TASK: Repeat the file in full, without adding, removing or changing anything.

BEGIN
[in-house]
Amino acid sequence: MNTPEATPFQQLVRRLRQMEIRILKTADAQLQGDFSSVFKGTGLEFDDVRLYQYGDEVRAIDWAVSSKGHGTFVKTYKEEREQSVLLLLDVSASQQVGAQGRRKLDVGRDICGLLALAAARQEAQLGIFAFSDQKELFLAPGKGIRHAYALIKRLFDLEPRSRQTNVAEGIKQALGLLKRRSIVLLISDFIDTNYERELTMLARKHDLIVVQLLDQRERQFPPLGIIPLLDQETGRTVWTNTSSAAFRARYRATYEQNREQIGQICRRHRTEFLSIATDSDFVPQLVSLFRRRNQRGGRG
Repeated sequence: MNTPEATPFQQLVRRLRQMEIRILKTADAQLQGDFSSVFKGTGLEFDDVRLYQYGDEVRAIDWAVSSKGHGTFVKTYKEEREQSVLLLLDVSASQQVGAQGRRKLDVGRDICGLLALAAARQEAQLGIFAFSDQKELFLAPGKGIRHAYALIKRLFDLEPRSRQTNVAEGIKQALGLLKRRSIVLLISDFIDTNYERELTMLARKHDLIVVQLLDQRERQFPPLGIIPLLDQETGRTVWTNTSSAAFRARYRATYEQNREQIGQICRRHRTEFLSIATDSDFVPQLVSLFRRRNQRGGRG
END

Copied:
[in-house]
Amino acid sequence: MNTPEATPFQQLVRRLRQMEIRILKTADAQLQGDFSSVFKGTGLEFDDVRLYQYGDEVRAIDWAVSSKGHGTFVKTYKEEREQSVLLLLDVSASQQVGAQGRRKLDVGRDICGLLALAAARQEAQLGIFAFSDQKELFLAPGKGIRHAYALIKRLFDLEPRSRQTNVAEGIKQALGLLKRRSIVLLISDFIDTNYERELTMLARKHDLIVVQLLDQRERQFPPLGIIPLLDQETGRTVWTNTSSAAFRARYRATYEQNREQIGQICRRHRTEFLSIATDSDFVPQLVSLFRRRNQRGGRG
Repeated sequence: MNTPEATPFQQLVRRLRQMEIRILKTADAQLQGDFSSVFKGTGLEFDDVRLYQYGDEVRAIDWAVSSKGHGTFVKTYKEEREQSVLLLLDVSASQQVGAQGRRKLDVGRDICGLLALAAARQEAQLGIFAFSDQKELFLAPGKGIRHAYALIKRLFDLEPRSRQTNVAEGIKQALGLLKRRSIVLLISDFIDTNYERELTMLARKHDLIVVQLLDQRERQFPPLGIIPLLDQETGRTVWTNTSSAAFRARYRATYEQNREQIGQICRRHRTEFLSIATDSDFVPQLVSLFRRRNQRGGRG